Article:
Mike Sager is a bestselling author and award-winning journalist. A longtime writer-at-large for Esquire, he has been called "the Beat poet of American journalism, that rare reporter who can make literature out of shabby reality." Since 2012 he has also been the publisher of The Sager Group, a consortium of multi-media artists and writers, with the intent of empowering those who make art.
Doing killer work is no longer the only barometer of success, not if we want our stuff to be seen. We are now all judged by the clicks we receive. By our Google rankings, hearts and wows, thumbs up and shares. Mike Sager considers the question: How the heck does a creative cope with this new reality?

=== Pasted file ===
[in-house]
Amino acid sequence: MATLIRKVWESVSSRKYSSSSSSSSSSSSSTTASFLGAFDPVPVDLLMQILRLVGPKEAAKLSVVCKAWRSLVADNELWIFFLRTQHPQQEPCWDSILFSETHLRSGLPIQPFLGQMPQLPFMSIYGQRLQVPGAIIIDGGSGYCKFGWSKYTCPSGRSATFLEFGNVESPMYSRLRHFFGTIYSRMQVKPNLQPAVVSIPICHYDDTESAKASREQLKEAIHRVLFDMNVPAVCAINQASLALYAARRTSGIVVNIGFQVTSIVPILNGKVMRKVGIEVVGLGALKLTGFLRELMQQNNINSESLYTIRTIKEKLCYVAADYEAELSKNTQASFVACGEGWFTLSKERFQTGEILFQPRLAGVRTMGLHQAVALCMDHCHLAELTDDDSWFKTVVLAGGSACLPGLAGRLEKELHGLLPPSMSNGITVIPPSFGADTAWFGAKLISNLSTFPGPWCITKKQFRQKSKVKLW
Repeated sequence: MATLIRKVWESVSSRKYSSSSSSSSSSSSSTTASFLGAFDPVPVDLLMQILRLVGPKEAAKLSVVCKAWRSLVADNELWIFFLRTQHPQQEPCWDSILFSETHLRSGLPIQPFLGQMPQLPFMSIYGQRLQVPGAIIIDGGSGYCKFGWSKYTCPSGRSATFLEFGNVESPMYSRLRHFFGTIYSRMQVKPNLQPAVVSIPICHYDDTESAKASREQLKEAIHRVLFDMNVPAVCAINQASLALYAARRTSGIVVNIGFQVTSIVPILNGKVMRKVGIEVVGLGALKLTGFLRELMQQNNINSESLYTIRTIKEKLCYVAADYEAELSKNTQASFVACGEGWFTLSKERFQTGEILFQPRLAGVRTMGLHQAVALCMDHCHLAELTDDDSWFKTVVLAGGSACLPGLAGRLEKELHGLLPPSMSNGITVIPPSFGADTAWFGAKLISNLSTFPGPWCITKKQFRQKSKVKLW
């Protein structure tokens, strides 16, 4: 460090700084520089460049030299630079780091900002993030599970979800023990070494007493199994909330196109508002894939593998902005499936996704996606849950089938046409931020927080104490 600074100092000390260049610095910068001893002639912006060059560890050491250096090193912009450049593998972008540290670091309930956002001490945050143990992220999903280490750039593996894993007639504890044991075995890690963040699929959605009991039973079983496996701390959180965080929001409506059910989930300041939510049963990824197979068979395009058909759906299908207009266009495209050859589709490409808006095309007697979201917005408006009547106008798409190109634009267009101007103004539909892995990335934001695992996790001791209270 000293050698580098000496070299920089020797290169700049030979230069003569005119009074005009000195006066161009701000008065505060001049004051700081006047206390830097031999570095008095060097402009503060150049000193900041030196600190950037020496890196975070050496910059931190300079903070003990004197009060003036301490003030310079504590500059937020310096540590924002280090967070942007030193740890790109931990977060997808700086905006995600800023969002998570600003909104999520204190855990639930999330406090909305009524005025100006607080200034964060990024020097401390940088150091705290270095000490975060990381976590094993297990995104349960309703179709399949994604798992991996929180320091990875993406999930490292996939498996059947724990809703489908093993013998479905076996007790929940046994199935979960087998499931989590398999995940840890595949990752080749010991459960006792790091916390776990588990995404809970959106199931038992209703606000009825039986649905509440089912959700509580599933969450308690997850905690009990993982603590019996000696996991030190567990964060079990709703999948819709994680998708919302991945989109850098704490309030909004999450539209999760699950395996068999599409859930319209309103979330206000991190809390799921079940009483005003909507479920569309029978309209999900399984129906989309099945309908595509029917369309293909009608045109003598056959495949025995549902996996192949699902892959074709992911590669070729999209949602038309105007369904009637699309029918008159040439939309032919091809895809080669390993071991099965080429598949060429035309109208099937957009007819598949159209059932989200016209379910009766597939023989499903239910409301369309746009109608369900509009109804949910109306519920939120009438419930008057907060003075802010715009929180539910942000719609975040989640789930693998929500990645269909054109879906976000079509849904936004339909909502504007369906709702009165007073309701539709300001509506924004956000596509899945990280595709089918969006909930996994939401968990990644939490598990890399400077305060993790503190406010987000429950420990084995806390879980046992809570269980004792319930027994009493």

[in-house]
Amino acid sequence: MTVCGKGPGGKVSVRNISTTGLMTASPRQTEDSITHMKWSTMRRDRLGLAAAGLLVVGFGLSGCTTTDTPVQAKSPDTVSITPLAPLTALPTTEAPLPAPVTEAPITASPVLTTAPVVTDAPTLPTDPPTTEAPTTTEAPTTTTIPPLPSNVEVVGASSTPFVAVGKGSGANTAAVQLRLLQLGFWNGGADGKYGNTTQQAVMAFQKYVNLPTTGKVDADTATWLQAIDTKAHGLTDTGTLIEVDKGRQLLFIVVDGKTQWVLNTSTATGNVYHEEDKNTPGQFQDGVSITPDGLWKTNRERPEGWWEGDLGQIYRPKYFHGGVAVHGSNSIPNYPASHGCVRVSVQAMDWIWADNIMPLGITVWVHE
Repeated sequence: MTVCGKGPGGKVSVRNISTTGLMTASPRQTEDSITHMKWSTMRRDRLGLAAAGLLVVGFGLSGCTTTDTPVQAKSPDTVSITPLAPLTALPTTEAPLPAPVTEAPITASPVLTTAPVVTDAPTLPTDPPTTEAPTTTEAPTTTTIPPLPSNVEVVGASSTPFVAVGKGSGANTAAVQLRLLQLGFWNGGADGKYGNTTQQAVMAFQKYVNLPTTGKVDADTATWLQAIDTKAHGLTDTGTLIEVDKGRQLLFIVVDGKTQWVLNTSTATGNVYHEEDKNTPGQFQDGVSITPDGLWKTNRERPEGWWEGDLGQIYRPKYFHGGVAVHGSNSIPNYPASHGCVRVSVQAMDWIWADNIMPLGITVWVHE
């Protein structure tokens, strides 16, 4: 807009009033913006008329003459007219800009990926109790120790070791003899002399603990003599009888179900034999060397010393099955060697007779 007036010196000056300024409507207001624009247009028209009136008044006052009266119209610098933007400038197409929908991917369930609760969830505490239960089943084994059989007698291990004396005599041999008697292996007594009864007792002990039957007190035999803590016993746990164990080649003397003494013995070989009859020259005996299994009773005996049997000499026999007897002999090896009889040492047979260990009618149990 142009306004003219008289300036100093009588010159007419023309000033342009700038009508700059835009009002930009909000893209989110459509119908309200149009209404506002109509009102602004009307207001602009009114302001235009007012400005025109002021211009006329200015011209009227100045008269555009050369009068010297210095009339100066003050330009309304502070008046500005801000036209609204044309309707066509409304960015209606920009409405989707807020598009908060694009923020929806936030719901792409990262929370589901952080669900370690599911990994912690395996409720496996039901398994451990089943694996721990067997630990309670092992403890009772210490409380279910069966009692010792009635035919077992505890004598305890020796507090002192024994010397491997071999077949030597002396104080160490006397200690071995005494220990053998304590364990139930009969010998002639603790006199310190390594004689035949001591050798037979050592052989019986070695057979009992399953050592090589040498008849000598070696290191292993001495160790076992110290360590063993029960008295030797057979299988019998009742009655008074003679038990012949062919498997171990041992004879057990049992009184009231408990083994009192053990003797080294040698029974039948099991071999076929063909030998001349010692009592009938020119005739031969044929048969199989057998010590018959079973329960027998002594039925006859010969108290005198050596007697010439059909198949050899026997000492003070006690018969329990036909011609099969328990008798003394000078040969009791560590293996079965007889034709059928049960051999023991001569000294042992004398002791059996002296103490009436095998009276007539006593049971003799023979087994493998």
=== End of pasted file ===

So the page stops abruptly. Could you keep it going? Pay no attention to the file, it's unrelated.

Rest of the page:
Mike Sager has spent the last 40 years plying his craft from his home office, working away on a 63-year-old desk that used to belong to his father. He reflects on what it's like to be responsible to, and responsible for, only himself in a place where the line between duty and pleasure is blurred.
Every creative has found themselves at the same career crossroads. One path leads where their heart desires. The other leads to "real" jobs. Mike Sager has stood there, and he reflects on why he dropped out of Georgetown Law School to live the creative life.
For creatives feeling discontent in these fractious times, writer Mike Sager urges us to turn frustration into a tool for change.